Passion has to lead way to pragmatism, for the same approach can’t serve the company for too long.

The second salient blinding effect of passion is the incompetence of graduating the focus and thrust from product to the business. Many founders with a deep tech background think of a good product as an end in itself, and that the (advanced) technologies can be a panacea to almost any problem. However, it is now widely realized that it is often the not-so-latest technology, albeit with a high level of convenience and value for money, that attracts customers. Whether it is the triumph of WhatsApp Video Call over Skype in the Indian market, or the continued domination of Paytm in the face of several other mobile wallets along with the continued onslaught from Mastercard and Visa, amongst others, high-tech is seldom the answer.

The natural reaction of most tech-savvy founders is to throw more technology behind customer problems in a hope that the stony buyers will budge. A failure to look at the customers and the larger business leads to an escalation of commitment, whereby a lot of good money is thrown behind bad money. Take, for instance, the fate of Google Glass, or Microsoft Bing, or Tata Nano. These are cases of passion for the product or technology, or one’s own dream, and not so much about thinking pragmatically about the business, let alone customers.

The notion of product (read technology) being an end in itself leads to the third and the most serious of the errors by the entrepreneur – the inability to phase out a product or abandon a failing business. With perennially scarce resources, it is an imperative that the limited resources chase and be deployed to the most profitable avenues, with a cognizance that the sources of profits keep shifting. The exit of IBM from the PC business, and eventually selling its entire servers business to Lenovo, is a testimony to the fact that a leader needs to know when to exit a business, even though it might be a cash cow or the oldest of its businesses.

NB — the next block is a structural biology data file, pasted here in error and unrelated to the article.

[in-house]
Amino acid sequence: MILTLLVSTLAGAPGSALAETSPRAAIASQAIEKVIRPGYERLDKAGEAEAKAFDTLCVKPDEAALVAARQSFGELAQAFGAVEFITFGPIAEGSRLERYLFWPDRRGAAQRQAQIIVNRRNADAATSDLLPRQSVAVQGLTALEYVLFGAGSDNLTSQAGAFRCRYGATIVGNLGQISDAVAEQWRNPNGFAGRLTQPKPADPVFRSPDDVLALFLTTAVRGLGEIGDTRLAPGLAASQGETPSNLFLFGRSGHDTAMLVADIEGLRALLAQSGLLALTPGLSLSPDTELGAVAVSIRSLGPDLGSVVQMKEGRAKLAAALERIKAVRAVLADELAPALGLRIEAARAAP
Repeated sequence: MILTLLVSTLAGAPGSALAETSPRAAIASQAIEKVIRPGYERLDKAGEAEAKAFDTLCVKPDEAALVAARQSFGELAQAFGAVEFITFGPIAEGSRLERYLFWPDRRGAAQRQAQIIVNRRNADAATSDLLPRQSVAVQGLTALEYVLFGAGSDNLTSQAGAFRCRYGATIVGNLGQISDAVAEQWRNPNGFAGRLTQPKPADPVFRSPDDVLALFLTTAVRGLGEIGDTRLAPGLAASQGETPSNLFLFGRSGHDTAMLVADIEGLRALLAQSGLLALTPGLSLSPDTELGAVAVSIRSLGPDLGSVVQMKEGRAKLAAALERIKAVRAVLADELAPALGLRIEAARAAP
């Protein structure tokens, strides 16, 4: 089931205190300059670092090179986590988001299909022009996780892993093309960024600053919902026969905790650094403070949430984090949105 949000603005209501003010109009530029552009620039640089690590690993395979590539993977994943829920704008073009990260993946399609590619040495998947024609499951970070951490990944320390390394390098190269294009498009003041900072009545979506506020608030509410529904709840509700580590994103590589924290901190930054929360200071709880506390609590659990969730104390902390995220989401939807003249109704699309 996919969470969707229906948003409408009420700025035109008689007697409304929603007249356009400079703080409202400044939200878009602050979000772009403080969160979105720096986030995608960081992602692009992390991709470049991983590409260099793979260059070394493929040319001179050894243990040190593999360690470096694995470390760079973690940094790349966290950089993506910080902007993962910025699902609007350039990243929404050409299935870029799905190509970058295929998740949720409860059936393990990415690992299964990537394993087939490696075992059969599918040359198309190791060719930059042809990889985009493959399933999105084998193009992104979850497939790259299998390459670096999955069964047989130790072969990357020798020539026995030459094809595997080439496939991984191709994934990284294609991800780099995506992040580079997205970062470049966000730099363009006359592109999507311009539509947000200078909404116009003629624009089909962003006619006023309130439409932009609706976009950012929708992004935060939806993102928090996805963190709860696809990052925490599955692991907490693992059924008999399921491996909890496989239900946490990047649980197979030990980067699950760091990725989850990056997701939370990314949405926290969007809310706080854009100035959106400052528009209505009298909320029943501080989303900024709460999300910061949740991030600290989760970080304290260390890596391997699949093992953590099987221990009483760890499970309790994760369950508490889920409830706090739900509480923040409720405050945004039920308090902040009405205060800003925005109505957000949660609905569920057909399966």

Back in India, the biotech major Biocon sold its original business of making enzymes to then focus its scarce human and capital resources on high-end biopharma research and drug development.

The master of cannibalization is Jeff Bezos, who doesn’t shy away from betting on disruptive technologies time and again in the face of steady revenues from the legacy businesses. Right from the launch of Kindle to the drones and his own fleet of cargo and robots at the warehouse, and other AI-enabled devices, the once book-seller is becoming a tech powerhouse, except that Founder-CEO Bezos remains dispassionate, following his regret minimization theory.

To sum up, passion is a great diver to break away from the clutches of the impossible and create something new, but to scale the very same creation, passion could be severely blinding, and a more dispassionate approach might be useful. The inabilities of delegating, developing a businesses sense, and willingness to cannibalize might be overcome by looking at the business proceedings from a third-person’s perspective. This would do a lot of good to the founder and the stakeholders at large.

Dr Pavan Soni is an Innovation Evangelist by profession and a teacher by passion, and the Founder of Inflexion Point, a strategy and innovation consulting firm.

(Disclaimer: The views and opinions expressed in this article are those of the author and do not necessarily reflect the views of YourStory.)